I tend to turn to e-mail to pitch my opportunity in the hope that you will be attracted by it, or curious at least.
Obviously, there is LinkedIn, which is an easy way to get in touch and that is usually the starting point. But we all know that not everyone checks his or her LinkedIn account on a regular basis. When you have the right profile for a position, chances are that I will take the time to dig up an e-mail address that I can use to contact you directly. And in most cases, your work e-mail will be the easiest to find.

There are several ways to respond to my pitch e-mail.
When you are interested in this or future opportunities but you prefer to stay in touch through a private e-mail address, you can simply ask me to use another e-mail for future correspondence or even easier, send me a reply from your private account.
When you are not interested, a simple ‘thanks but no’ will do the trick. But it is equally fine to just delete it. I’ll get the message and I won’t be contacting you again.

When you do direct search, like I do, there is no other way than to invade your privacy to find to out whether you are open to explore new job opportunities. After all, my clients pay me to find the best possible candidate for a position. So rather than being offended by the ‘creative’ ways I use to get your attention, consider it a compliment, a sign that your profile is attractive to other employers.

Nevertheless, the clear words of my candidate resonate so here is here is my question for you: what is your preferred way of being contacted for job opportunities?


I look forward to hearing from you,
Isabel


Through a personalized and tailor-made approach, Ingenium Executive Search aspires to assist you in attracting the right talent that matches the DNA of your company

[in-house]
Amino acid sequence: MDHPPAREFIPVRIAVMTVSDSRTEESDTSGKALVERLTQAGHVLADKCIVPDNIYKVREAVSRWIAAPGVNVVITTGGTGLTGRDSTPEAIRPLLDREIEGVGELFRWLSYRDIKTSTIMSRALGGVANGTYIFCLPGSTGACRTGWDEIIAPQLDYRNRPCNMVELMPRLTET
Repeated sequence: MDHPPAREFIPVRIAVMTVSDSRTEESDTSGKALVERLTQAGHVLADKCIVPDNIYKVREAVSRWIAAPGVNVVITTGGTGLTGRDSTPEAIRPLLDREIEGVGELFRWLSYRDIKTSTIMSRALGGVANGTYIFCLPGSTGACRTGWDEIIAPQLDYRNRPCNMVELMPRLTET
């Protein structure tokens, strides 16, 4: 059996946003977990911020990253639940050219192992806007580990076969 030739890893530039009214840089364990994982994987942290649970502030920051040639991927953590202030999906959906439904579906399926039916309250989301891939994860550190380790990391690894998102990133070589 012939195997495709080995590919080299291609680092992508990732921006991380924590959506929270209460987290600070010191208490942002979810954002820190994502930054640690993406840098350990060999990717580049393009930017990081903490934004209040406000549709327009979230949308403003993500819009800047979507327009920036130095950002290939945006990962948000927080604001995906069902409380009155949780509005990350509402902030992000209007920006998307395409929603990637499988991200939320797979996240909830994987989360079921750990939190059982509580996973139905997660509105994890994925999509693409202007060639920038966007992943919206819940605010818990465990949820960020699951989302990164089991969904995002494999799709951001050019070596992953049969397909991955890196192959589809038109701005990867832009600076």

Check out our website http://www.ingenium-search.be

Follow me on Twitter @IngeniumSearch

Tuesday, November 21, 2017

What recruitment technology reveals about your personality…

Digitalization is rapidly changing the recruitment industry. An increasingly larger part of the selection process in done online. From video-pitching to on-line games for skill assessment, the recruitment tech market is booming business.

The advantages are obvious: a faster, cheaper and more efficient selection process. I have been working heavily on optimizing my way of working: I implemented a chat bot that allows you to quickly get a response to any question that you may have with regards to the job description. I started using Cammio, a video interviewing platform that allows me to record the video interview but also allows candidates to send me short videos about themselves. I even started using a calendar tool to facilitate the interview scheduling process. And yes, it made the process faster and smoother.

But it also revealed a more surprising advantage: it allows me to make a more informed decision about who is the right candidate.  The use of technology reveals different aspects of your personality, that I might not discover during an interview.

Let’s take video-pitching. For most of use, recording a video about who we are is way out of our comfort zone (I know that it is for me) but the fact that you are able to show the person behind the cv may outweigh the fear. People who grab that opportunity will immediately indicate that they are open and willing to take some risks to reach their goal.

The same goes for video-interviewing: you’d be surprised how much you actually divulge before even starting to talk. It already starts at the very beginning: have you tested the system prior to the call? What do you do if technology fails: do you quickly discover the chat functionality and ask me for some assistance or will you retry on your own? If all else fails, will you immediately call me or will you just send me an e-mail? All these little actions will tell me a lot more than words can say.

The chat bot reveals the curious and pro-active nature of a candidate. Some use it to stand out from the crowd while others simply push the button to see where it takes them. Things that would never have found out from reading your cv.

Will technology in the end rule out the human connection?  Not at all, at the end of a process, a personal contact between the hiring manager and the future employee will remain crucial to assess chemistry, feel body language and to genuinely ‘meet’ a person. But technology might help us in better assessing a candidate if we are prepared to look beyond the obvious.


I look forward to hearing from you
Isabel

Through a personalized and tailor-made approach, Ingenium Executive Search aspires to assist you in attracting the right talent that matches the DNA of your company

Check out our website http://www.ingenium-search.be
Follow me on Twitter @IngeniumSearch